How to Say “Check, Please” in Japanese: Complete Guide with Tips and Examples

When dining in Japan, it’s essential to know how to ask for the check politely. In this comprehensive guide, we’ll provide you with formal and informal ways to say “check, please” in Japanese. Additionally, we’ll explore regional variations if they exist. Whether you’re a first-time traveler or a Japanese language learner, these phrases will come in handy during your dining experiences in Japan.

The Formal Way: “O-kaikei, onegai shimasu”

When dining at a formal restaurant or in a more formal setting, it is advisable to use a polite phrase to request the check. This phrase, “O-kaikei, onegai shimasu,” is considered respectful and appropriate in such situations. Let’s break it down:

“O-kaikei” – This is the word for “check” in Japanese, which literally translates to “bill.”

“Onegai shimasu” – Translating to “please,” this polite phrase shows your respect and gratitude to the waiter or waitress.

Putting it all together, you would say: “O-kaikei, onegai shimasu.”


When using the formal way to request the check in Japanese, keep these tips in mind:

  • Make eye contact with the waiter or waitress to ensure they understand you need the bill.
  • Use a gentle and respectful tone when speaking.
  • If there are any additional requests or questions, use appropriate honorific language (such as “sumimasen” for excuse me or “arigatou gozaimasu” for thank you).

Example Conversations:

Here’s an example conversation showcasing the formal way to ask for the check:

Customer: すみません、お会計(おかいけい)お願(ねが)いします。
Waiter: はい、かしこまりました。

Customer: Excuse me, could I have the check, please?
Waiter: Yes, certainly.

The Informal Way: “Kekka wo kudasai”

In less formal or casual dining situations, you can use a more straightforward phrase to ask for the check. The informal way to say “check, please” in Japanese is “Kekka wo kudasai.” Here’s the breakdown of the phrase:

“Kekka” – This word translates to “bill” or “check.”

“Wo” – This particle indicates that the “bill” is the object of the sentence.

“Kudasai” – This simple term means “please.”

Combined, the phrase becomes: “Kekka wo kudasai.”


When using the informal way to request the check in Japanese, remember these tips:

  • Use a friendly and casual tone appropriate for less formal situations.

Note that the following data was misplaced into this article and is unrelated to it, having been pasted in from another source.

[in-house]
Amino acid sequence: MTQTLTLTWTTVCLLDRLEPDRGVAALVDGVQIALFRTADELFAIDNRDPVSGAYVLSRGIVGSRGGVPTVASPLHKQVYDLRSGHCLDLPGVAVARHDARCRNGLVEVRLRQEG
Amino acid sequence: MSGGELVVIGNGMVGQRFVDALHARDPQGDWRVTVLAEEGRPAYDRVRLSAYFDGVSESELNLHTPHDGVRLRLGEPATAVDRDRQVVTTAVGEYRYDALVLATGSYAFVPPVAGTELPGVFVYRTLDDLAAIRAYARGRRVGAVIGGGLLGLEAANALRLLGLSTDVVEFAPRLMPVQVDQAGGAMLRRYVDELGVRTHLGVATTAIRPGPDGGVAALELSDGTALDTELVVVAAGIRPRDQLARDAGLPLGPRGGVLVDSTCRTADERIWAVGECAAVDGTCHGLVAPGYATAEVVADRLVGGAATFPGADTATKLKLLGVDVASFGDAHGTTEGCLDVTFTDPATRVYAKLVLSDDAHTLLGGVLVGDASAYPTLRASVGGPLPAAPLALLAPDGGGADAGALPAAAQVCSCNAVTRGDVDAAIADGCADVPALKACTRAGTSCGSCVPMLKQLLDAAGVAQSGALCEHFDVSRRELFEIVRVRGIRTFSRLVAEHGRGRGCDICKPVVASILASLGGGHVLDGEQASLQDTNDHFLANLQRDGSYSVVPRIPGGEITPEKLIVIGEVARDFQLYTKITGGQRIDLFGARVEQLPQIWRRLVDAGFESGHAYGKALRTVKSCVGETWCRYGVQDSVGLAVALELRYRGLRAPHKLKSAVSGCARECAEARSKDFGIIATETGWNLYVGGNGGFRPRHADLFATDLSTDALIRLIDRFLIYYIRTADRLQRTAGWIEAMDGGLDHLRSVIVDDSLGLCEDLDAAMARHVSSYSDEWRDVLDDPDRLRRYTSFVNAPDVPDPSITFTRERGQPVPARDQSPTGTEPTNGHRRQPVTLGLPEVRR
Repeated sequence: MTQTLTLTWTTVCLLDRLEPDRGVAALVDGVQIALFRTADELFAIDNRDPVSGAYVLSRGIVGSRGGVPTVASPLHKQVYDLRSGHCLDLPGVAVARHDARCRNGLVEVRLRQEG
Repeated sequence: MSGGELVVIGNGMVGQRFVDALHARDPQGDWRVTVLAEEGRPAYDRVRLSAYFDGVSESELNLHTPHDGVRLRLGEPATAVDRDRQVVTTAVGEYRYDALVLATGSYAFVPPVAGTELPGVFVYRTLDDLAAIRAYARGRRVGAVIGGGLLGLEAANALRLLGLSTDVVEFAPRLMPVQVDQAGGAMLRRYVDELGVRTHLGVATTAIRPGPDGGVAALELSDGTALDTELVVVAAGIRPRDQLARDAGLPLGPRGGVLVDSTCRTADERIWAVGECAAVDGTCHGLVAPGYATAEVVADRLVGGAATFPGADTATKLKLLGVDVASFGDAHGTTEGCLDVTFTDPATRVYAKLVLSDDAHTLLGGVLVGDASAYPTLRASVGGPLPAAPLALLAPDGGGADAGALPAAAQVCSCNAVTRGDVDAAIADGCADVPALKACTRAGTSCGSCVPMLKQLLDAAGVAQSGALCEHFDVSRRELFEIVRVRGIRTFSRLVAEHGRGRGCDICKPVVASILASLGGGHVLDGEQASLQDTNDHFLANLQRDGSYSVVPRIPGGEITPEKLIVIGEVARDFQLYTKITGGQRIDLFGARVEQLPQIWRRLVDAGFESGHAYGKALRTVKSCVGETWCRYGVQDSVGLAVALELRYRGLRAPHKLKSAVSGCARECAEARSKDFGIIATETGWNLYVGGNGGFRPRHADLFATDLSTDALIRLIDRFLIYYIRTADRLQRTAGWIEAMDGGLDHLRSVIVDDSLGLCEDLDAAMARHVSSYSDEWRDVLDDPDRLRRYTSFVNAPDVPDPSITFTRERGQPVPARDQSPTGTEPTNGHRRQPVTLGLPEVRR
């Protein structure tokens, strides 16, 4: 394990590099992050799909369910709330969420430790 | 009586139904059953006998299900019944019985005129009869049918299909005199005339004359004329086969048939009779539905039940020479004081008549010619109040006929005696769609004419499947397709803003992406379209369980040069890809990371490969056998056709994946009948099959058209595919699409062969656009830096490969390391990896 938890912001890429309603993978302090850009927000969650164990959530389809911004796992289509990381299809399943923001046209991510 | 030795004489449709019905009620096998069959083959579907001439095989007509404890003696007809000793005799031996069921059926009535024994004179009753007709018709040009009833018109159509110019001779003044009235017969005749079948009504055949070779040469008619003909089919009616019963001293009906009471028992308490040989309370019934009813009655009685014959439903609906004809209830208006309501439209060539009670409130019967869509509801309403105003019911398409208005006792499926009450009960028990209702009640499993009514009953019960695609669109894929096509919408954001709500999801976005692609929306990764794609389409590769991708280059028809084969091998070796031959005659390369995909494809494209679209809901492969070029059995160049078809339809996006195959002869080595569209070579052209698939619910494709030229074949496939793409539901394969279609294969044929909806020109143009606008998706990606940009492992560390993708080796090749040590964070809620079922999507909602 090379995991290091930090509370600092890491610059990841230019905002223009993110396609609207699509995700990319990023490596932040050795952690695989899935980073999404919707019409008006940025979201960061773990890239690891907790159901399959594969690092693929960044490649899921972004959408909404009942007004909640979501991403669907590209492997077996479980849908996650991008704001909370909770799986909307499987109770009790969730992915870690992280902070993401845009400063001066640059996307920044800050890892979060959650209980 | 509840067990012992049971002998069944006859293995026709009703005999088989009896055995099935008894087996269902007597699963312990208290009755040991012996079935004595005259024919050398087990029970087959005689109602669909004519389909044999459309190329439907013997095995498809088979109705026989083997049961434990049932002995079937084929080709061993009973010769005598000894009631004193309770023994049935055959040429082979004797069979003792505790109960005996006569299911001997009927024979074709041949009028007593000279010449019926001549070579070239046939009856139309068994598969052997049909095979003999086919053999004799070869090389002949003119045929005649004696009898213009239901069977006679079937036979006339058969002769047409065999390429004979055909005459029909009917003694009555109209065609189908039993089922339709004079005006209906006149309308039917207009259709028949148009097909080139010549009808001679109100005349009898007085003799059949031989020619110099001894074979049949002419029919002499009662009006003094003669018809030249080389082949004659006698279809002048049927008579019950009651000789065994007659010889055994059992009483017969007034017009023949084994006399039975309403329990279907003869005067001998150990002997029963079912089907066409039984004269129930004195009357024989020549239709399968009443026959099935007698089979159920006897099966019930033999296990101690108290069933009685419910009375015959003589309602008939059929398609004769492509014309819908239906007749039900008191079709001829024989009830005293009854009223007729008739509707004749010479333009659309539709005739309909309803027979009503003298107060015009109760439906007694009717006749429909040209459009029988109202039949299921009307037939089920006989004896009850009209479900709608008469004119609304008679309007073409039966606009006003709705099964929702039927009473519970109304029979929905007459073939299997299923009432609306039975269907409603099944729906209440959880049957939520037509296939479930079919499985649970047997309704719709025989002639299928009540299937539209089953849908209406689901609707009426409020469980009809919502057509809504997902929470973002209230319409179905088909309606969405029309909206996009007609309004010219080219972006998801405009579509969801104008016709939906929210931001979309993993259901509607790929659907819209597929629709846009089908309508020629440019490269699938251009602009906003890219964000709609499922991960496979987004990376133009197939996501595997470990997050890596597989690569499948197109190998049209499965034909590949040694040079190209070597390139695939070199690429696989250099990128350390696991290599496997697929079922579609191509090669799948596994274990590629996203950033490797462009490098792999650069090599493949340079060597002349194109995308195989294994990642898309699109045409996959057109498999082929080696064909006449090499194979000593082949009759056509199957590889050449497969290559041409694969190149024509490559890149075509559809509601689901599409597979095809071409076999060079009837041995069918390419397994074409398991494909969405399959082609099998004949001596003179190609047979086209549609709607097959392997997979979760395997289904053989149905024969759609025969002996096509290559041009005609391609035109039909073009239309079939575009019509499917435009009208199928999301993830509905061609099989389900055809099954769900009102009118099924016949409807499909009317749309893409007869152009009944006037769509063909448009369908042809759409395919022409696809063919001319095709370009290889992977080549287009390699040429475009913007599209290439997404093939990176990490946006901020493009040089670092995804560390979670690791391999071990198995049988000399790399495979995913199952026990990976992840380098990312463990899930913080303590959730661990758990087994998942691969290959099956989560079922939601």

• Ensure you speak clearly to ensure the waiter or waitress understands your request.
  • Remember to add “kudasai” at the end of the phrase to make it polite.

Example Conversations:

Here’s an example conversation demonstrating the informal way to ask for the check:

Customer: お会計(かいけい)、結果(けっか)をください。
Waiter: はい、わかりました。

Customer: Check, please.
Waiter: Yes, understood.

Regional Variations:

In Japan, it is important to note that there are no significant regional variations in how to say “check, please.” The formal and informal ways introduced above are commonly understood and used throughout the country. However, regional dialects may affect pronunciation or use of honorific language, so it’s worth familiarizing yourself with local customs if you’re visiting a specific region.


Being able to ask for the check in Japanese is a valuable skill when dining out in Japan. Whether you prefer to use the formal way with “O-kaikei, onegai shimasu” or the more casual way with “Kekka wo kudasai,” mastering these phrases will make your dining experiences more enjoyable and comfortable.

Remember to maintain a respectful and polite tone, and use appropriate honorific language when necessary. Now, armed with this knowledge, you can confidently enjoy your meals in Japan while smoothly requesting the check when you’re ready to settle your bill. どうぞお食(た)事(べ)をお楽(たの)しみください!(Enjoy your meal!)

⭐Share⭐ to appreciate human effort 🙏

Written by Nicole Eloise

Konnichiwa, I am Nicole! My love for the beautiful language of Japanese inspired various guides from simple words like 'bacon' (ベーコン) to colloquial phrases like 'what are you doing?' (何をしているの?). When I'm not indulging in my passion for languages, you can find me enjoying anime, particularly 'Kimetsu no Yaiba', or experimenting with different Japanese desserts. I hope my work helps you communicate effectively in both formal and informal settings in Japanese. Let's explore the richness of Japan's language and culture together! こんにちは、一緒に日本の言語と文化を探しましょう!

Leave a Reply

Your email address will not be published. Required fields are marked *